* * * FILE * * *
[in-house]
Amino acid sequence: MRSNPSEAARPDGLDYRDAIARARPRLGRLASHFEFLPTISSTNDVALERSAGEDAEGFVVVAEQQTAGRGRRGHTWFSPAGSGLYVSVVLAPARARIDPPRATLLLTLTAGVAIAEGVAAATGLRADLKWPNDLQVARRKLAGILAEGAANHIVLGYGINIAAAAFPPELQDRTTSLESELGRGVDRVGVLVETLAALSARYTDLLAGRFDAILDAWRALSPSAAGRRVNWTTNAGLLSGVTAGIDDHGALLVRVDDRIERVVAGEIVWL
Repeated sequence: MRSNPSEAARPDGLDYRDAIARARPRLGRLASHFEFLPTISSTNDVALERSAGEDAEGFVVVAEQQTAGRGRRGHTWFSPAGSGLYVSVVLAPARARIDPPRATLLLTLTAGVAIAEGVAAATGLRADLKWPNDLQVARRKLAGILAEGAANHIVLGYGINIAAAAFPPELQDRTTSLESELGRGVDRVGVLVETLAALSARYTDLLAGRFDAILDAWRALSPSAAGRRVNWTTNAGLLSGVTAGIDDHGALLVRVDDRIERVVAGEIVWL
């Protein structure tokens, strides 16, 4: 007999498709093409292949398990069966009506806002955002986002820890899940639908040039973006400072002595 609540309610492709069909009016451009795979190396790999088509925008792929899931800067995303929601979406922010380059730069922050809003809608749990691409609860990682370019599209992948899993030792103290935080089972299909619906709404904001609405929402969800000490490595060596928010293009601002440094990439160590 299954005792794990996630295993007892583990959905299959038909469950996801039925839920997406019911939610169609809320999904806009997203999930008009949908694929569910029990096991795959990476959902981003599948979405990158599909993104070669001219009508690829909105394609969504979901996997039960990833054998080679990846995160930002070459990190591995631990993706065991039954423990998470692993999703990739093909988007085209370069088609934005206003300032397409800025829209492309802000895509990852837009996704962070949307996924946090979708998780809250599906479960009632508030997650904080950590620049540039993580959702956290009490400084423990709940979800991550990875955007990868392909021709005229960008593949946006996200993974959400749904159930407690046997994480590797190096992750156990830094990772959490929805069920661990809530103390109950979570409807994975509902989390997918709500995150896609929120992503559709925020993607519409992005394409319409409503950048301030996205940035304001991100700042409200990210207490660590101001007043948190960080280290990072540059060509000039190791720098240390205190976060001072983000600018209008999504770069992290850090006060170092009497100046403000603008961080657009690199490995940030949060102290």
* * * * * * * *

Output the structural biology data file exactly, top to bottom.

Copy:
[in-house]
Amino acid sequence: MRSNPSEAARPDGLDYRDAIARARPRLGRLASHFEFLPTISSTNDVALERSAGEDAEGFVVVAEQQTAGRGRRGHTWFSPAGSGLYVSVVLAPARARIDPPRATLLLTLTAGVAIAEGVAAATGLRADLKWPNDLQVARRKLAGILAEGAANHIVLGYGINIAAAAFPPELQDRTTSLESELGRGVDRVGVLVETLAALSARYTDLLAGRFDAILDAWRALSPSAAGRRVNWTTNAGLLSGVTAGIDDHGALLVRVDDRIERVVAGEIVWL
Repeated sequence: MRSNPSEAARPDGLDYRDAIARARPRLGRLASHFEFLPTISSTNDVALERSAGEDAEGFVVVAEQQTAGRGRRGHTWFSPAGSGLYVSVVLAPARARIDPPRATLLLTLTAGVAIAEGVAAATGLRADLKWPNDLQVARRKLAGILAEGAANHIVLGYGINIAAAAFPPELQDRTTSLESELGRGVDRVGVLVETLAALSARYTDLLAGRFDAILDAWRALSPSAAGRRVNWTTNAGLLSGVTAGIDDHGALLVRVDDRIERVVAGEIVWL
């Protein structure tokens, strides 16, 4: 007999498709093409292949398990069966009506806002955002986002820890899940639908040039973006400072002595 609540309610492709069909009016451009795979190396790999088509925008792929899931800067995303929601979406922010380059730069922050809003809608749990691409609860990682370019599209992948899993030792103290935080089972299909619906709404904001609405929402969800000490490595060596928010293009601002440094990439160590 299954005792794990996630295993007892583990959905299959038909469950996801039925839920997406019911939610169609809320999904806009997203999930008009949908694929569910029990096991795959990476959902981003599948979405990158599909993104070669001219009508690829909105394609969504979901996997039960990833054998080679990846995160930002070459990190591995631990993706065991039954423990998470692993999703990739093909988007085209370069088609934005206003300032397409800025829209492309802000895509990852837009996704962070949307996924946090979708998780809250599906479960009632508030997650904080950590620049540039993580959702956290009490400084423990709940979800991550990875955007990868392909021709005229960008593949946006996200993974959400749904159930407690046997994480590797190096992750156990830094990772959490929805069920661990809530103390109950979570409807994975509902989390997918709500995150896609929120992503559709925020993607519409992005394409319409409503950048301030996205940035304001991100700042409200990210207490660590101001007043948190960080280290990072540059060509000039190791720098240390205190976060001072983000600018209008999504770069992290850090006060170092009497100046403000603008961080657009690199490995940030949060102290």